Nigerian Brunch at Peppersoup Cafe
Michelle Ukegbu isn't messing around when it comes to the food at her one-month-old restaurant, Peppersoup Cafe. Her mother opened Houston's first African restaurant, Safari Restaurant, literally right around the corner back in the early 1980s. And their family owns restaurants back in their native Nigeria.
Photos by Katharine Shilcutt Plantains and scrambled eggs, with plenty of tomatoes.
"Food is in my DNA," Ukegbu laughed on Saturday morning. My friends and I had shown up to try Peppersoup's breakfast/brunch menu, and Ukegbu rattled off answers to every question -- we had many -- about the fascinating array of breakfast items served up.
An unsweetened custard, served with hot evaporated milk and sugar on the side, with habanero-tinged black-eyed pea fritters called akara for dipping. Fried plantains in a sweet tomato sauce served alongside scrambled eggs topped with sauteed onions and still more tomatoes. Spicy bowls of ox-tail and goat pepper soups, with a special key ingredient served on the side.
"They call it alligator pepper because of the way it sneaks up and bites you," said Ukegbu about the tobacco-scented ground pepper, ringed with a bright red oil, that she placed gingerly on the table. "It's straight from my mother's village in Nigeria."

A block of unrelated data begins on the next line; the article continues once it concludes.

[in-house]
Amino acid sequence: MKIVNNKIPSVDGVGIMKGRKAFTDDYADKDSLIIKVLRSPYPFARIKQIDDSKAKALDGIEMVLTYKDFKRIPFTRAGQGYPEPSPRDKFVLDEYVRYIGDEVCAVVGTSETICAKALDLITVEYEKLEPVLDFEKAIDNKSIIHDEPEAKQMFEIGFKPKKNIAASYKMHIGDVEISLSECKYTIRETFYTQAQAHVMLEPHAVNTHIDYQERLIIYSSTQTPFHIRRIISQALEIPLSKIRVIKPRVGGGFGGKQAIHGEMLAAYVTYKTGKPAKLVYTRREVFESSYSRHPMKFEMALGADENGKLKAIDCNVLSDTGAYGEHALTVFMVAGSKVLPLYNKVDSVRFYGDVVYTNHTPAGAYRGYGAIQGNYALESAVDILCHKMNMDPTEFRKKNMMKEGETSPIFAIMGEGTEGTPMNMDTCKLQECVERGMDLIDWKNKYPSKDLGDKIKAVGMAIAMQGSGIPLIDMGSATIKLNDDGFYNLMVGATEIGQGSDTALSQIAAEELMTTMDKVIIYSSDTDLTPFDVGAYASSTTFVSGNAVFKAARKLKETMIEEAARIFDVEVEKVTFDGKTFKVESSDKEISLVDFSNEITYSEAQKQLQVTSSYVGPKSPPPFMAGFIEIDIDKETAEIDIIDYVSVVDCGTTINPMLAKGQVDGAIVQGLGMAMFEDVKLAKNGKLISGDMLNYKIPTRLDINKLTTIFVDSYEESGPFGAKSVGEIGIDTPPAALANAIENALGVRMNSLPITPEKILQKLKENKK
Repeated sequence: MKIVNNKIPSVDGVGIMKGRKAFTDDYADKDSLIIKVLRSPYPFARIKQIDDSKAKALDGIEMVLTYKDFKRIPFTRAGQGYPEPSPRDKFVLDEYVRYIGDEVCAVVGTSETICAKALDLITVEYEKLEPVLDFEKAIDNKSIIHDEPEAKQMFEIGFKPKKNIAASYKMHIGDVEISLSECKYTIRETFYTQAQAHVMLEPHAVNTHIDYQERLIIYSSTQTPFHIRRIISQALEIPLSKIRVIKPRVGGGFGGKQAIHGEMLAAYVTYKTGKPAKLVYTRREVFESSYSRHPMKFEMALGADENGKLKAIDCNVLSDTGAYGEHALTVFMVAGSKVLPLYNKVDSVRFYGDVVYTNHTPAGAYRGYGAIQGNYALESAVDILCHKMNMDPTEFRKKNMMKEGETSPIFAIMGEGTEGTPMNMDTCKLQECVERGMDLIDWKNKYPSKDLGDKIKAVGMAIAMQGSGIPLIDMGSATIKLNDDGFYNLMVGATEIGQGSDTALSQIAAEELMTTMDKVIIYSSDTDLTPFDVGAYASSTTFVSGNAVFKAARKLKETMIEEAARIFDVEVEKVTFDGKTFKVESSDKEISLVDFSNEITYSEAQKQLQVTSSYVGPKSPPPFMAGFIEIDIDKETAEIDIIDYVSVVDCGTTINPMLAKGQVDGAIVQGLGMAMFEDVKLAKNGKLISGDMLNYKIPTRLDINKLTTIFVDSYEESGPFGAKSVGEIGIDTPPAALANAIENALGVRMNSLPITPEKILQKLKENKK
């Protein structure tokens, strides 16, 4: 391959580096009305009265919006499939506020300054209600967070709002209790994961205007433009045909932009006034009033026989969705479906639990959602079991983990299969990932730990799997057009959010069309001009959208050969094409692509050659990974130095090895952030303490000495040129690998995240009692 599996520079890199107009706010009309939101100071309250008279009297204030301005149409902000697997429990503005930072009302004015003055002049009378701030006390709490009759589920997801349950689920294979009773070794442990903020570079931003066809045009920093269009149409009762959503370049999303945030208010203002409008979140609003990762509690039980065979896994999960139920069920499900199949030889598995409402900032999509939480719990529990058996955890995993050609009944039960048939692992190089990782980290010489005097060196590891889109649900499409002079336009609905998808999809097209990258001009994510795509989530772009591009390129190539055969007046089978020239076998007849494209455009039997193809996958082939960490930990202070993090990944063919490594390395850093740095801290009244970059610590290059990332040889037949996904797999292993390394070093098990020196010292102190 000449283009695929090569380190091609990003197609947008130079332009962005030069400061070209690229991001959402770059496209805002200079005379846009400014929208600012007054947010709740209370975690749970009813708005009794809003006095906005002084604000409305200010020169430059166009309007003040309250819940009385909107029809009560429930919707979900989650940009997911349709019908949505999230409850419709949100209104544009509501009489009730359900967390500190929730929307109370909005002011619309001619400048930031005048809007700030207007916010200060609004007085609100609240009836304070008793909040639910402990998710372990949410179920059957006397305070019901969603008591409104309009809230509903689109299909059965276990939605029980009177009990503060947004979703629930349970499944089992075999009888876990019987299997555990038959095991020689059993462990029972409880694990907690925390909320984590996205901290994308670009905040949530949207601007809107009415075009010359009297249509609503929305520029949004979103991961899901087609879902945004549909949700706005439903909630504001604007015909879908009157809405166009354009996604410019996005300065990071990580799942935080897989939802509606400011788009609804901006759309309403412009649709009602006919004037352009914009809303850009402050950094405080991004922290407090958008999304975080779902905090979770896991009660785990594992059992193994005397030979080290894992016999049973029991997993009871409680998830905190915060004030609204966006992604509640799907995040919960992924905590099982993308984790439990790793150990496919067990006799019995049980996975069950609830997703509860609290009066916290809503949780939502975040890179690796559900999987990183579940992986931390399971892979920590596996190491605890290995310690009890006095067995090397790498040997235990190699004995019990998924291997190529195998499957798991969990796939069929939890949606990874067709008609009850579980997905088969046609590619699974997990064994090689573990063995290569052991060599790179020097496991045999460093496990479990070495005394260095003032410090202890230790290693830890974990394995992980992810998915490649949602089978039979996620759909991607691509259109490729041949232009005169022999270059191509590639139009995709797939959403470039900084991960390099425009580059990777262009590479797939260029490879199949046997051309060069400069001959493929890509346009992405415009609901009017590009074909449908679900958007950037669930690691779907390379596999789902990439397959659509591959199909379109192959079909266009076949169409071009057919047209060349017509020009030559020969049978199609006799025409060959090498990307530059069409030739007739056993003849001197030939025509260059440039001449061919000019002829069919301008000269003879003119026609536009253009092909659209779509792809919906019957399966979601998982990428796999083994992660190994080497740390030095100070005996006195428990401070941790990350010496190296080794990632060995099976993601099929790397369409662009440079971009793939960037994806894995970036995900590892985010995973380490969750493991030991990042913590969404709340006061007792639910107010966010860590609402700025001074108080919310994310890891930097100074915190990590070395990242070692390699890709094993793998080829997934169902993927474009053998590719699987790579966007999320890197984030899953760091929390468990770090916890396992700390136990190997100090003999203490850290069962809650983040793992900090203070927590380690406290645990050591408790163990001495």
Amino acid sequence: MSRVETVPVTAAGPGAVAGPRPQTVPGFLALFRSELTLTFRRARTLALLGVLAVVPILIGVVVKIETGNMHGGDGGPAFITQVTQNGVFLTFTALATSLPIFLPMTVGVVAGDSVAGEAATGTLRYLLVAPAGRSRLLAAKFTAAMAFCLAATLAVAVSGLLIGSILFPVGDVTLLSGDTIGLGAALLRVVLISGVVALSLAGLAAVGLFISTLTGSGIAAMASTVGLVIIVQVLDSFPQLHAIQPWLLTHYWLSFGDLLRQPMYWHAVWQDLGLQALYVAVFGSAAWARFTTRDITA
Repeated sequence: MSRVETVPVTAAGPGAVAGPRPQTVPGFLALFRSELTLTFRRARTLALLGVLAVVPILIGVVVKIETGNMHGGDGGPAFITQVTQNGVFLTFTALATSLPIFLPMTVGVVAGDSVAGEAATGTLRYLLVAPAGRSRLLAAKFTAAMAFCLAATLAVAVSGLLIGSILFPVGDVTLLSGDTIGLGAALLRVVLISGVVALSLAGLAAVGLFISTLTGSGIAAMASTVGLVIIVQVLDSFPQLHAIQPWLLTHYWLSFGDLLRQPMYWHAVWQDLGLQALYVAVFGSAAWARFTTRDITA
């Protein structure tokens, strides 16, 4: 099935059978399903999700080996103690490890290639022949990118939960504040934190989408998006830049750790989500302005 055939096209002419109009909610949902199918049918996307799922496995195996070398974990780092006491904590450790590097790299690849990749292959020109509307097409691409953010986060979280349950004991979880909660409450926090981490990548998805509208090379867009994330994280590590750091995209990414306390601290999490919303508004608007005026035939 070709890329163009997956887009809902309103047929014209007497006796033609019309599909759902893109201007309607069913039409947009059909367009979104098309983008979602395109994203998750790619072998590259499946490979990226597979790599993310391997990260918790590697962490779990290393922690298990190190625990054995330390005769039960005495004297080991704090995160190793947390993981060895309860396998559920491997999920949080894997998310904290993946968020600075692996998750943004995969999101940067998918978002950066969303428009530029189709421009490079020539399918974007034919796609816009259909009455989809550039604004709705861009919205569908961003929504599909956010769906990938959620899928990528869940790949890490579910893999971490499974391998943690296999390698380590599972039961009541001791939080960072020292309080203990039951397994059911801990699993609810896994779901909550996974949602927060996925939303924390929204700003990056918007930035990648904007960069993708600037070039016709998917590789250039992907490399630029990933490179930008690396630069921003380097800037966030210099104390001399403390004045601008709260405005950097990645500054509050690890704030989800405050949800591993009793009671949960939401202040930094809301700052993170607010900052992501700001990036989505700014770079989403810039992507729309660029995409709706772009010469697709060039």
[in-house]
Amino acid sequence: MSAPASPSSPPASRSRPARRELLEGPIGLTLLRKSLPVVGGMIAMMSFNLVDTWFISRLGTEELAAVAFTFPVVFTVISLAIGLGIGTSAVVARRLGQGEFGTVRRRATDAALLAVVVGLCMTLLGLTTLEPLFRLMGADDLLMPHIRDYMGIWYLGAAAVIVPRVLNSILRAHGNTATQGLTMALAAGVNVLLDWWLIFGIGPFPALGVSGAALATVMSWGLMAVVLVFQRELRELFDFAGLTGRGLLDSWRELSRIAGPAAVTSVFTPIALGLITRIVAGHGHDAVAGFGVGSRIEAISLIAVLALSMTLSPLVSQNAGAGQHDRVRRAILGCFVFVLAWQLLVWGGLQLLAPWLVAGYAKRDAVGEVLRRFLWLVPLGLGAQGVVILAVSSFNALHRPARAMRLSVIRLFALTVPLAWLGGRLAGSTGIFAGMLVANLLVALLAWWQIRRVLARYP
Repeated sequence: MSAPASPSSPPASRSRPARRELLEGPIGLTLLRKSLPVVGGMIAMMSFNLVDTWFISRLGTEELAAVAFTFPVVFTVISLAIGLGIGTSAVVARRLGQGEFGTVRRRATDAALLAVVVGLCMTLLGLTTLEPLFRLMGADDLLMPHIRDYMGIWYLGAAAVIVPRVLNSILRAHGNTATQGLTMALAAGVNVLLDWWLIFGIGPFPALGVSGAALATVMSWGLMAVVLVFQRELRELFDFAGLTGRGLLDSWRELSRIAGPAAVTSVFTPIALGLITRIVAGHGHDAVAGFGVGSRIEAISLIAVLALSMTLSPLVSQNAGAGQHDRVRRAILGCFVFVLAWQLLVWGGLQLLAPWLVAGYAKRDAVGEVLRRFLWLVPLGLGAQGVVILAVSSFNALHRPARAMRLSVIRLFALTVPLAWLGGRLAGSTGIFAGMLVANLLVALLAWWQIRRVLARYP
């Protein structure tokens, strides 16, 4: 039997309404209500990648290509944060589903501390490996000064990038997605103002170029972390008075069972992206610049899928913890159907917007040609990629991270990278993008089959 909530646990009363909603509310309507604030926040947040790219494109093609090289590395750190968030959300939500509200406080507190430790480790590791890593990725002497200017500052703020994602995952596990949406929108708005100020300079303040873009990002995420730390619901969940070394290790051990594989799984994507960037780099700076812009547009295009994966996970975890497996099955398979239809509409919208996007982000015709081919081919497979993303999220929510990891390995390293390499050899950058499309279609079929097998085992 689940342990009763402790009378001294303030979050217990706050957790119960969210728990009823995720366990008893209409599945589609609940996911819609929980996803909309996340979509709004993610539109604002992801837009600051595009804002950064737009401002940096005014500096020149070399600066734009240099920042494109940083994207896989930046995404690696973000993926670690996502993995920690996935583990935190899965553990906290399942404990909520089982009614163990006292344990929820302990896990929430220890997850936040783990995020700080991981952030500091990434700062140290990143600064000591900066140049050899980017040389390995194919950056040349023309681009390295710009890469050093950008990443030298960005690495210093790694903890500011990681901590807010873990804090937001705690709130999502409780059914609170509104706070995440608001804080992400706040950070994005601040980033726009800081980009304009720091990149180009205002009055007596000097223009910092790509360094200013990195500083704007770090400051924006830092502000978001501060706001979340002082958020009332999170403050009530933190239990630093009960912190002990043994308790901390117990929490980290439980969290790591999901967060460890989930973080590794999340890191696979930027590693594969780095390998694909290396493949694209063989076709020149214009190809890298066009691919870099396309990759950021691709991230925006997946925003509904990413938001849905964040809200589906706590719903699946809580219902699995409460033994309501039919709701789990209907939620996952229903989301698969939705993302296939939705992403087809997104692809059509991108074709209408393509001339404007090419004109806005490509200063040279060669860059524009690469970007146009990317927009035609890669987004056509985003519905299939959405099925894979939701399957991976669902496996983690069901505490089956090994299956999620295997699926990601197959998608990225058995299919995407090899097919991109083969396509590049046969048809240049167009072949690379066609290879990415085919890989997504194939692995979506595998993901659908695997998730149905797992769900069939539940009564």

Michelle Ukegbu, right, with her chef. The chef is from Togo.
It does sneak up on you, too; everything is copacetic after taking a bite of the pepper soup with some alligator pepper mixed in, and then it hits you like a Black Cat exploding in your mouth. And just as quickly, the burn is gone. I liked it almost as much as I like a good Szechuan pepper trip.
And while all of this might sound exotic, the fabulous thing about Ukegbu's restaurant is how completely approachable it is.
This is what second generations do if and when they make the family business their career: make the food more accessible to American palates, and offer American conveniences like free wi-fi and flat-screen TVs on the walls. In Ukegbu's case, she left a fashion merchandising career in New York City to come back and open a restaurant that she calls "Nigerian-American," blazing a trail the same way her mother once did.